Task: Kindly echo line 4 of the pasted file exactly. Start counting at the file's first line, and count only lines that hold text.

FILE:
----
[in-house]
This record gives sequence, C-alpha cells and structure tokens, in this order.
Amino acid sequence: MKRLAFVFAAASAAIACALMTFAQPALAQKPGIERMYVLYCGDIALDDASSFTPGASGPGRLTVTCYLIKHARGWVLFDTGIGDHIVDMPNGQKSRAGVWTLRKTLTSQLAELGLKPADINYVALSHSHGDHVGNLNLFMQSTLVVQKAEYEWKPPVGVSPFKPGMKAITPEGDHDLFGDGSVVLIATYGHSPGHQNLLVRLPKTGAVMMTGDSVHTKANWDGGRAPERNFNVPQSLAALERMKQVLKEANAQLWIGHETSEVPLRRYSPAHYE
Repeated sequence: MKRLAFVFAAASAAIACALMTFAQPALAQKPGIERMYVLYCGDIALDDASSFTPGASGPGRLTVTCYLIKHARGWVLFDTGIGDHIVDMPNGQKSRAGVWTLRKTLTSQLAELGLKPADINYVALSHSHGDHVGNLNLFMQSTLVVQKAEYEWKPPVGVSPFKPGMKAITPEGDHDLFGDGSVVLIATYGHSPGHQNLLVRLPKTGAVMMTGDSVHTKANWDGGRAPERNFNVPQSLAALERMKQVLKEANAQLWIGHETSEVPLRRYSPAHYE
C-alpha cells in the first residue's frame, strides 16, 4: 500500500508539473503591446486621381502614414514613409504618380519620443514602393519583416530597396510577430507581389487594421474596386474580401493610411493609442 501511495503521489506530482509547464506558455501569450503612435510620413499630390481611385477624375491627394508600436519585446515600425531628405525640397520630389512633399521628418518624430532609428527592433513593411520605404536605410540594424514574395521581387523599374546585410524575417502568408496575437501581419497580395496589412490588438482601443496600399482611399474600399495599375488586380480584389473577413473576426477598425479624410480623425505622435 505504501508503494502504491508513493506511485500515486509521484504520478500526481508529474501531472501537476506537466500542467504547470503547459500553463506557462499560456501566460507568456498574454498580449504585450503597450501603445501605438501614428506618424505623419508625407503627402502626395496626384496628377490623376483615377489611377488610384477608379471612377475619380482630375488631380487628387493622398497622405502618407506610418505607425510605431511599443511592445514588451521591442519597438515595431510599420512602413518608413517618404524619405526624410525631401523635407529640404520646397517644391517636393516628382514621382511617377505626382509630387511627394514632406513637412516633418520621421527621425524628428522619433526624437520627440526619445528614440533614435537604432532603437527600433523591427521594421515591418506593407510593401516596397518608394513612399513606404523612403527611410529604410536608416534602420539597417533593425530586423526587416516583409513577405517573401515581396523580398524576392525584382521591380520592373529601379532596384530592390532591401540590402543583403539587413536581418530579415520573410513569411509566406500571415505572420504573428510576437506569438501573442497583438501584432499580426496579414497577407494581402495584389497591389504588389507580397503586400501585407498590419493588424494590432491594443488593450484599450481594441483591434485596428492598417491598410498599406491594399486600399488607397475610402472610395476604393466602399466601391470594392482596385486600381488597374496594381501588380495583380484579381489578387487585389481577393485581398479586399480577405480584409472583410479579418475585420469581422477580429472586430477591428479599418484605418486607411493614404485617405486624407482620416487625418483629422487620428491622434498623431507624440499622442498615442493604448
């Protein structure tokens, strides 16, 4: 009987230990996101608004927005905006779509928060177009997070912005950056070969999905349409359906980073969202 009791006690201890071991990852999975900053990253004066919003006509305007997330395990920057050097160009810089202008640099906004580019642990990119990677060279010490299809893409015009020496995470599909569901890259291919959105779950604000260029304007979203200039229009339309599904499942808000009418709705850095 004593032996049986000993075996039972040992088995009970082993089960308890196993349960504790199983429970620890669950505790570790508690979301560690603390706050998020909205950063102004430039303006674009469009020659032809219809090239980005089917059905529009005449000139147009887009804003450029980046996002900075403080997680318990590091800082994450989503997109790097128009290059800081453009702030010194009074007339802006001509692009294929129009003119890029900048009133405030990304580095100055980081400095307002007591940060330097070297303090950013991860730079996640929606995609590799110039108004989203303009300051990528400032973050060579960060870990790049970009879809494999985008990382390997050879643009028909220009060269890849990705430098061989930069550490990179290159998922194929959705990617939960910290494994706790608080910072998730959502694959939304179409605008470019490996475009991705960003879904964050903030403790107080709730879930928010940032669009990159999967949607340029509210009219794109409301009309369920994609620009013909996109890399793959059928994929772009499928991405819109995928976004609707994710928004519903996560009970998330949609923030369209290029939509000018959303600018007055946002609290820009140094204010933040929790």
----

Repeated sequence: MKRLAFVFAAASAAIACALMTFAQPALAQKPGIERMYVLYCGDIALDDASSFTPGASGPGRLTVTCYLIKHARGWVLFDTGIGDHIVDMPNGQKSRAGVWTLRKTLTSQLAELGLKPADINYVALSHSHGDHVGNLNLFMQSTLVVQKAEYEWKPPVGVSPFKPGMKAITPEGDHDLFGDGSVVLIATYGHSPGHQNLLVRLPKTGAVMMTGDSVHTKANWDGGRAPERNFNVPQSLAALERMKQVLKEANAQLWIGHETSEVPLRRYSPAHYE